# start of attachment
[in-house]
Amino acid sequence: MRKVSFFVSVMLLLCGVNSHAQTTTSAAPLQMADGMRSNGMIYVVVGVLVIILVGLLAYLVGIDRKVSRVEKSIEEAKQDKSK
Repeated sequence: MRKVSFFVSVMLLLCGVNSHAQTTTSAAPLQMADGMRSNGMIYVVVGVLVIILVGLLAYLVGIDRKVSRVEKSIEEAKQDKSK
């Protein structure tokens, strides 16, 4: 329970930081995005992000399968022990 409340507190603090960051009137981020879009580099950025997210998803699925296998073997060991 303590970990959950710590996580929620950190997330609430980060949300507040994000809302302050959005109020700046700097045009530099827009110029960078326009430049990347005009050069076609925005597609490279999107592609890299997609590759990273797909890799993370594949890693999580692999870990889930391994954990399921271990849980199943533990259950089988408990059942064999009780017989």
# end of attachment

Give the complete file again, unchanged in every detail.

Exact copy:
[in-house]
Amino acid sequence: MRKVSFFVSVMLLLCGVNSHAQTTTSAAPLQMADGMRSNGMIYVVVGVLVIILVGLLAYLVGIDRKVSRVEKSIEEAKQDKSK
Repeated sequence: MRKVSFFVSVMLLLCGVNSHAQTTTSAAPLQMADGMRSNGMIYVVVGVLVIILVGLLAYLVGIDRKVSRVEKSIEEAKQDKSK
């Protein structure tokens, strides 16, 4: 329970930081995005992000399968022990 409340507190603090960051009137981020879009580099950025997210998803699925296998073997060991 303590970990959950710590996580929620950190997330609430980060949300507040994000809302302050959005109020700046700097045009530099827009110029960078326009430049990347005009050069076609925005597609490279999107592609890299997609590759990273797909890799993370594949890693999580692999870990889930391994954990399921271990849980199943533990259950089988408990059942064999009780017989």